Preparing the Way for Change

The other day, I was having a discussion with a new straight friend, Darren. He is an active Mormon, a husband and father, who within the past year has discovered that two of his closest friends in the world, other members of the Church whom he has known for years, are gay. 

Darren did not turn away from these men. He couldnt. He knew them too well, had shared too many important experiences in his life with them, knew that they were not any different after coming out to him than they had been before doing so. He accepted them for who they are. Then, in the months that followed the coming out of these two close friends, Darren and his wife discovered that other men and women in their circle of extended family and friends are gay and Mormon.

These developments prompted Darren to start educating himself, trying to understand what these and other men had been going through and continue to go through as they try to reconcile two dual but competing identities, i.e., that of being Mormon and gay. I had to hand it to Darren: he opened up his mind and heart in ways that many, if not most, Mormon men would not do or would not have done in like circumstances. It became clear, as I talked with him, that he had given the whole subject of homosexuality in the Church a lot of thought.

That is why I was so profoundly struck by some of the comments Darren made. As we talked about where the Church is both as an institution and as a people with respect to acceptance of homosexuality, we agreed that the doctrine has changed during the past 30 years. Furthermore, we share an opinion that it will continue to change.

It was then that he made some statements that I found particularly thought-provoking, all the more so because they were made by a straight, practicing Mormon. I dont believe, he said, that the Lord will give more revelation on this subject until we as a people are prepared to receive it. Look at the Israelites, for example: they werent prepared to enter the promised land until they had wandered in the wilderness for 40 years.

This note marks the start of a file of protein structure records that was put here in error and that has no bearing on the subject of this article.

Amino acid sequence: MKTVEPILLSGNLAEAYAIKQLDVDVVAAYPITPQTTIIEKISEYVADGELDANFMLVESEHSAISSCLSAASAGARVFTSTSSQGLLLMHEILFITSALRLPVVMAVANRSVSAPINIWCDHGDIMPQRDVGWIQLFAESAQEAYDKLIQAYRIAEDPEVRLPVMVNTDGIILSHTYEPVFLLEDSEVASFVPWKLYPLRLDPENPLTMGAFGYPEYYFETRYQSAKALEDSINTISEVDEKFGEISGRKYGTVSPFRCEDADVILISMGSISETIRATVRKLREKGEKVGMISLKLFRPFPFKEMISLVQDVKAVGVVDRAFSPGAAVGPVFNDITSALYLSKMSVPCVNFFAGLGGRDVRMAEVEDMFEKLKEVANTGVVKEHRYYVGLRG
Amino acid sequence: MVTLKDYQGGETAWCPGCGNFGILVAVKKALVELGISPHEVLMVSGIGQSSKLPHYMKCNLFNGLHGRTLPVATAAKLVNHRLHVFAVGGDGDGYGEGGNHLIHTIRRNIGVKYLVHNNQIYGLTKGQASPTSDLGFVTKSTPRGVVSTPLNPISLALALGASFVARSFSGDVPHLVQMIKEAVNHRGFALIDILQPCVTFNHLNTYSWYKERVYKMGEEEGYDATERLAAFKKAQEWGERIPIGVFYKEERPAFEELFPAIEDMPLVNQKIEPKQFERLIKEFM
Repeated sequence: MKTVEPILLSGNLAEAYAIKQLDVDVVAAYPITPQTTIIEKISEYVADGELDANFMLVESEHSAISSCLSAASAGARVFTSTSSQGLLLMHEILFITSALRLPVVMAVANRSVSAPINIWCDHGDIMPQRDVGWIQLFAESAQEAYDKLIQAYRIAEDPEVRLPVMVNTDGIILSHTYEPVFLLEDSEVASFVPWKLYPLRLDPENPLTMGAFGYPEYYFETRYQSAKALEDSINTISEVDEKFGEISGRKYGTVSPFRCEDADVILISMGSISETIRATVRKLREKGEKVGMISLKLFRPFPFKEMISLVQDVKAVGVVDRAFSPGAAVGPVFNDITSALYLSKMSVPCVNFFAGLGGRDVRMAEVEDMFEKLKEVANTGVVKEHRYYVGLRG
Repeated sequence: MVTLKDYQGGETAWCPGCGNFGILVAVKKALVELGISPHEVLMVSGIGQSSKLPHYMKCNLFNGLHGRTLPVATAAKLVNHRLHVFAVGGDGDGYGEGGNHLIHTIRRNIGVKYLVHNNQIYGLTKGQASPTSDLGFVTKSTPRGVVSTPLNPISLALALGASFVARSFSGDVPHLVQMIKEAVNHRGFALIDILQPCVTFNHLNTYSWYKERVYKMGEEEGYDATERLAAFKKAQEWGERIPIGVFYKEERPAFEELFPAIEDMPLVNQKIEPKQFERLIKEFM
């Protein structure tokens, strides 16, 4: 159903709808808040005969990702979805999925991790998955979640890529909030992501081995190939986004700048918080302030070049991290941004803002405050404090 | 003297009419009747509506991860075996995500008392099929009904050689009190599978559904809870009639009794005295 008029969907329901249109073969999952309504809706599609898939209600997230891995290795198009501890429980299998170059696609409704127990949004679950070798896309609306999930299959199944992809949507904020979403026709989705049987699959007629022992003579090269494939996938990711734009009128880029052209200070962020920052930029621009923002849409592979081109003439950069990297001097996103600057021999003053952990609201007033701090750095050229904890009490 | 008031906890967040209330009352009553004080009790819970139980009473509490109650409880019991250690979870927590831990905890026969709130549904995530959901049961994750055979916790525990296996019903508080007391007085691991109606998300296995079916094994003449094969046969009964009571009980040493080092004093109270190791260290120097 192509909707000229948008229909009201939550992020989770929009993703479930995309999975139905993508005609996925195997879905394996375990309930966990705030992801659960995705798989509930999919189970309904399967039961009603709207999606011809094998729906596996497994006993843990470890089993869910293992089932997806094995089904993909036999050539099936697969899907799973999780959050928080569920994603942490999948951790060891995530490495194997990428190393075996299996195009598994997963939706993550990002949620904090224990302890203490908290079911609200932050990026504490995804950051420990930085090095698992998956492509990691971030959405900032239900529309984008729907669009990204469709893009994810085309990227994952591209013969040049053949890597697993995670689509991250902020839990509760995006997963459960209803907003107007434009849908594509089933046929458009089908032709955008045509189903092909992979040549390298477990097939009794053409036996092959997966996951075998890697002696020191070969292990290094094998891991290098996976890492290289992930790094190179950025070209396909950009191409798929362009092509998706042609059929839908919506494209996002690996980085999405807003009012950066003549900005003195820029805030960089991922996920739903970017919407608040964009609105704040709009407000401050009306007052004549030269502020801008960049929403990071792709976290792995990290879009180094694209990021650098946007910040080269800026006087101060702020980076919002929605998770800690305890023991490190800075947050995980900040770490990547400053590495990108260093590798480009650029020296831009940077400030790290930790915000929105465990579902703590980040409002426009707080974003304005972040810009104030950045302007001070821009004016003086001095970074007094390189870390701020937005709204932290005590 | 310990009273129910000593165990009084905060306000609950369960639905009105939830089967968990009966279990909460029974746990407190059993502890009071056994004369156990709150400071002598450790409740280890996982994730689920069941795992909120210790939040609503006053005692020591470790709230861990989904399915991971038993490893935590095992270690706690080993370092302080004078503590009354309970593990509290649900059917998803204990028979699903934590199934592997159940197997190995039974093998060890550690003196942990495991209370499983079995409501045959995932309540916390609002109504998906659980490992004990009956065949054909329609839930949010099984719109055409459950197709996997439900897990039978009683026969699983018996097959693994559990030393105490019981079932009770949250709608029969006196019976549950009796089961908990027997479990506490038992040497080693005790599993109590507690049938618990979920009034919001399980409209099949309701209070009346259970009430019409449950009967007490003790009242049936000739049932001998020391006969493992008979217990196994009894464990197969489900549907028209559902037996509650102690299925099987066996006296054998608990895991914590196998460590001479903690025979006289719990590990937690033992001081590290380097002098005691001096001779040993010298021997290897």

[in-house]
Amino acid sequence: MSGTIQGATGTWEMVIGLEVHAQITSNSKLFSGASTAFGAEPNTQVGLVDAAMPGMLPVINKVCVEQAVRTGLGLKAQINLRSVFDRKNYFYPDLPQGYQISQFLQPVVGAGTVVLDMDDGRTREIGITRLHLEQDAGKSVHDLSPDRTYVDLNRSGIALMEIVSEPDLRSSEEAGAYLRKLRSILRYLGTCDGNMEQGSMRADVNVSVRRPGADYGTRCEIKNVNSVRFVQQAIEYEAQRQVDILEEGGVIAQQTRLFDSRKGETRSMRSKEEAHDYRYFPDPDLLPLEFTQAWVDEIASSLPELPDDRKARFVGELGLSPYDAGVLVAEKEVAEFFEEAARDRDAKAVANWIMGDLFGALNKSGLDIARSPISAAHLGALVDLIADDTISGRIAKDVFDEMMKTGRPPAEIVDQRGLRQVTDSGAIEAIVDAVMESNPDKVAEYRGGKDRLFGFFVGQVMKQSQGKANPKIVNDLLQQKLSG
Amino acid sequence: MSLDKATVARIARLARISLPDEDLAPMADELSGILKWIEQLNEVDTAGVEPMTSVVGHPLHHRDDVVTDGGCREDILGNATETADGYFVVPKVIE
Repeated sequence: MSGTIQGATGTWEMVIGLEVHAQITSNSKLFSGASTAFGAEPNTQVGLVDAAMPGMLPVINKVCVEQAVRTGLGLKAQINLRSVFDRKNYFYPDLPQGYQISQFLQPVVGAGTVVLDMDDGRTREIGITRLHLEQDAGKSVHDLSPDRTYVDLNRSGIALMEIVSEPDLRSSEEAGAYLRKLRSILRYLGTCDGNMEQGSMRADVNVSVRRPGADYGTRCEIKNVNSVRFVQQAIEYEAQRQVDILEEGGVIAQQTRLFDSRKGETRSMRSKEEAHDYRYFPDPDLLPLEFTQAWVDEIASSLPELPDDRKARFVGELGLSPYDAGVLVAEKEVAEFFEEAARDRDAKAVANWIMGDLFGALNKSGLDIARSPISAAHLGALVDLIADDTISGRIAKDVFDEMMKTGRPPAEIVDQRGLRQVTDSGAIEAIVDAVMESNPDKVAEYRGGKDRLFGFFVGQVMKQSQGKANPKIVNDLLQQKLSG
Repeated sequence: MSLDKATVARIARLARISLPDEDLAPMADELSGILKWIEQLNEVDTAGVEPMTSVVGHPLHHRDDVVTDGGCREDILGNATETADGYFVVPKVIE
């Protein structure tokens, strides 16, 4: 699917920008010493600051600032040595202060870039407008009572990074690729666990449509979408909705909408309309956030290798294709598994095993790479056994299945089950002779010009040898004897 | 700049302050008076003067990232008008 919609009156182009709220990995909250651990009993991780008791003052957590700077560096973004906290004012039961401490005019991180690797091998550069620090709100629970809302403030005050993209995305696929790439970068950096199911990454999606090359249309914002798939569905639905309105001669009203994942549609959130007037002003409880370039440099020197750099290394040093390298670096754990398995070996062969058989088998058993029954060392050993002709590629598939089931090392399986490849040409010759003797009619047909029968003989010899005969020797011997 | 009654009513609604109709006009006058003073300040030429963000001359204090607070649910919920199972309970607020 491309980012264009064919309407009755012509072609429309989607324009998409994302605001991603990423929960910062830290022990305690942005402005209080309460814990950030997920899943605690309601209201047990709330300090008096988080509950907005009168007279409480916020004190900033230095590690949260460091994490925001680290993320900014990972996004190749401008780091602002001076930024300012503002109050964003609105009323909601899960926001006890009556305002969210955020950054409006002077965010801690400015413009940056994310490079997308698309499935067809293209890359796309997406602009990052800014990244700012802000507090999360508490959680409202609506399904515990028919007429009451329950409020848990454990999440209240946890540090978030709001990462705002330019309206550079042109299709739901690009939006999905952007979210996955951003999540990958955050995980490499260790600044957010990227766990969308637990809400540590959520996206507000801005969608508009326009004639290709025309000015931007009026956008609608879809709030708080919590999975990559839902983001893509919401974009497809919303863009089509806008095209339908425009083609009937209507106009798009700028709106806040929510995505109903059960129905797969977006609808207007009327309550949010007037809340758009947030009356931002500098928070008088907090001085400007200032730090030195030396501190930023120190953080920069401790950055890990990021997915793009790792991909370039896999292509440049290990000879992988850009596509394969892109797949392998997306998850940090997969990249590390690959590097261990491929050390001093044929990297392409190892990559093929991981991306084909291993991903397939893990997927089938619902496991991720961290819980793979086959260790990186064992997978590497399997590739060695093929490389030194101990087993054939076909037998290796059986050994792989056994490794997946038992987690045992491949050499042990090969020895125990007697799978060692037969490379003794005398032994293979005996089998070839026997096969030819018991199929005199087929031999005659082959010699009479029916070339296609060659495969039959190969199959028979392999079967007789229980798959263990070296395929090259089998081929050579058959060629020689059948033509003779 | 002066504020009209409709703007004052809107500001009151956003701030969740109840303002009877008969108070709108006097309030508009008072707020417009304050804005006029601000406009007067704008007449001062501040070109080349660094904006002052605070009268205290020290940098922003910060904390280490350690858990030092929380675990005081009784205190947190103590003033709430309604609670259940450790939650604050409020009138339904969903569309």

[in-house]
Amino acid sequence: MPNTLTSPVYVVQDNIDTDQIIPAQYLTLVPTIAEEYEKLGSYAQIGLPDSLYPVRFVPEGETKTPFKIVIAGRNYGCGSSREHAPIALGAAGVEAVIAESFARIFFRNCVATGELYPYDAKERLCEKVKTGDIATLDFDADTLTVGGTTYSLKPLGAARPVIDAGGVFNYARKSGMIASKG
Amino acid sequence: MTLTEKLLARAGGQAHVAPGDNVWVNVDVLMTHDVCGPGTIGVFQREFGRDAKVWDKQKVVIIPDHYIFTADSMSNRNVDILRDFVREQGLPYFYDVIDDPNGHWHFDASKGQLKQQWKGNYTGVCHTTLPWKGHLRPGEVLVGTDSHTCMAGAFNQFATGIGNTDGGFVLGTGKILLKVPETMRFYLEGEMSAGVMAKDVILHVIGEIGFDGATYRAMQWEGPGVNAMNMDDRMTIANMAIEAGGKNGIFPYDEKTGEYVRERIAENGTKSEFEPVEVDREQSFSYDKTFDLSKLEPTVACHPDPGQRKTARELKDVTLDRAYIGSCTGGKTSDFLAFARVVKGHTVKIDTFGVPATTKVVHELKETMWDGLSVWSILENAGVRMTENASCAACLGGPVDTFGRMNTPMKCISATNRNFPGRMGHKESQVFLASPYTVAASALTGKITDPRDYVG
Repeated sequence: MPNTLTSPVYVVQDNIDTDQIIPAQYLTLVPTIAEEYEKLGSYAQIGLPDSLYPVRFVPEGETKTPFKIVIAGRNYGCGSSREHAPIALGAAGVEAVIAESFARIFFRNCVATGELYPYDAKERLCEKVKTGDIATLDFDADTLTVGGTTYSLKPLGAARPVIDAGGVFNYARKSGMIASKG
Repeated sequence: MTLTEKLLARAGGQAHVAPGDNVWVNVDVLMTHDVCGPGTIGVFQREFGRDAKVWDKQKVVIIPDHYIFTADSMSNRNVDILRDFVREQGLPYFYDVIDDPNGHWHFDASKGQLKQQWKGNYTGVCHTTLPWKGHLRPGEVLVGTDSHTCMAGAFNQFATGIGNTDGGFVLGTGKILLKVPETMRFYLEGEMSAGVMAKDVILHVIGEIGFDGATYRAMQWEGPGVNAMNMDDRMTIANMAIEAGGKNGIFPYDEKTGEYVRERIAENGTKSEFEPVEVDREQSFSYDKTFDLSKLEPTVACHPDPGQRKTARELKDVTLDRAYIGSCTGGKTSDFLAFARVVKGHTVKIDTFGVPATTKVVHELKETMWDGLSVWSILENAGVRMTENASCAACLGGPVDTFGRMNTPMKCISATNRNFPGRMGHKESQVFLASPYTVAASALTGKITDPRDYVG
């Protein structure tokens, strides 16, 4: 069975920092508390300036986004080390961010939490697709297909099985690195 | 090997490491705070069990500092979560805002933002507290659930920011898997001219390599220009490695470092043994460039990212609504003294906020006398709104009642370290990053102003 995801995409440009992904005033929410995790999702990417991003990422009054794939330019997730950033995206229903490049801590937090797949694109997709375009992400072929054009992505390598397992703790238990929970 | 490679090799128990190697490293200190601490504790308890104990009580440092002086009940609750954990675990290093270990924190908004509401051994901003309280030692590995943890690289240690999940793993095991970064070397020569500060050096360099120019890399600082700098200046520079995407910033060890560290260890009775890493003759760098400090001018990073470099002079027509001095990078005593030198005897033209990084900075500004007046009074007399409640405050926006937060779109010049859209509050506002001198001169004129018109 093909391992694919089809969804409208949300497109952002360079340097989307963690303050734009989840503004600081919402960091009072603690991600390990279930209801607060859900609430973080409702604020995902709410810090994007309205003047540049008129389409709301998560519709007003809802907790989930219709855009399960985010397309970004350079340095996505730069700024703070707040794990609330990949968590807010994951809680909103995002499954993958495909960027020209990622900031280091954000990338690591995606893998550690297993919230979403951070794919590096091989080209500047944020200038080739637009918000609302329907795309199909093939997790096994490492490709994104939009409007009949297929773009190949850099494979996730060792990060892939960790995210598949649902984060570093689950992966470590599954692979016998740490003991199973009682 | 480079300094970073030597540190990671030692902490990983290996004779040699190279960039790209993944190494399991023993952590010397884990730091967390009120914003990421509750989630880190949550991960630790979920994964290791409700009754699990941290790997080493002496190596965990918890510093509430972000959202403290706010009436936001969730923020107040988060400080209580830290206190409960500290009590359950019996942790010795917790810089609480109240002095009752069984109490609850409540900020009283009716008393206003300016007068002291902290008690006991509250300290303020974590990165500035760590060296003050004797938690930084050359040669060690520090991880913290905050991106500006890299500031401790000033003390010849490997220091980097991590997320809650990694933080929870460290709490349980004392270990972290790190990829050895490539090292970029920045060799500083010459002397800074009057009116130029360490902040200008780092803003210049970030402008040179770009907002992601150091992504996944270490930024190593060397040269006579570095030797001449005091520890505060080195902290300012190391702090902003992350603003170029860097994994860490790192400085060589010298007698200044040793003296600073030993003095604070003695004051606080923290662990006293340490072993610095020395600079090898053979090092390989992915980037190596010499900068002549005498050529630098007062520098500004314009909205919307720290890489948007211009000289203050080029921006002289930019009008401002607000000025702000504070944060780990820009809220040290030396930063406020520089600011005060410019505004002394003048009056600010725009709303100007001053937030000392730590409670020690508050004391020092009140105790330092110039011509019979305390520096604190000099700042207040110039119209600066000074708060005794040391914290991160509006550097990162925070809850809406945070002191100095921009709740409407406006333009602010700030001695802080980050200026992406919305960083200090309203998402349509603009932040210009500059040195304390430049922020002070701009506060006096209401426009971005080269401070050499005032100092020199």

In the same vein, he continued, look at the revelation on the blacks and the priesthood. We as a church wouldnt have been prepared in the 1950s for what President Kimball presented in 1978. We as a society had to pass through the civil rights era; peoples hearts and minds had to be softened, challenged and shaken. Furthermore, consensus had to be established among the brethren and the governing councils of the Church that the time had come to move forward. Even in 1978, it was difficult for a lot of people to accept the revelation on priesthood, but it likely couldnt have happened before that. (Remember Joseph Smiths famous phrase about members flying to pieces like glass as soon as anything comes that is contrary to their traditions?)

There are a lot of members of the Church who would like to believe that societal attitudes, opinions and beliefs, as well as developments in civil law, dont play any part in the development of doctrine, let alone the receipt of revelation. All one has to do, however, is look at the events that led to the Manifesto to see that such beliefs are nave.

On the other hand, there are many faithful members of the Church who dont have any problem at all in accepting that it is only natural for human events, decisions and attitudes to affect the course and direction of the Church which, after all, is made up of humans.

We as a people were not prepared in the 1950s to accept the 1978 revelation, Darren continued. Similarly, I think we as a church are not prepared yet to accept further light and knowledge on the subject of homosexuality.

Does this mean Mormons should simply sit back and say, The Lord has already spoken on this subject: he did so in Moses time when he called a man lying with another man an abomination? No. To do so would make them guilty of the same sin as Elder Bruce R. McConkie when he assumed and assured the Church that the Lord had said all he was going to say on the subject of the priesthood being extended to the blacks. (He later admitted: I was wrong.)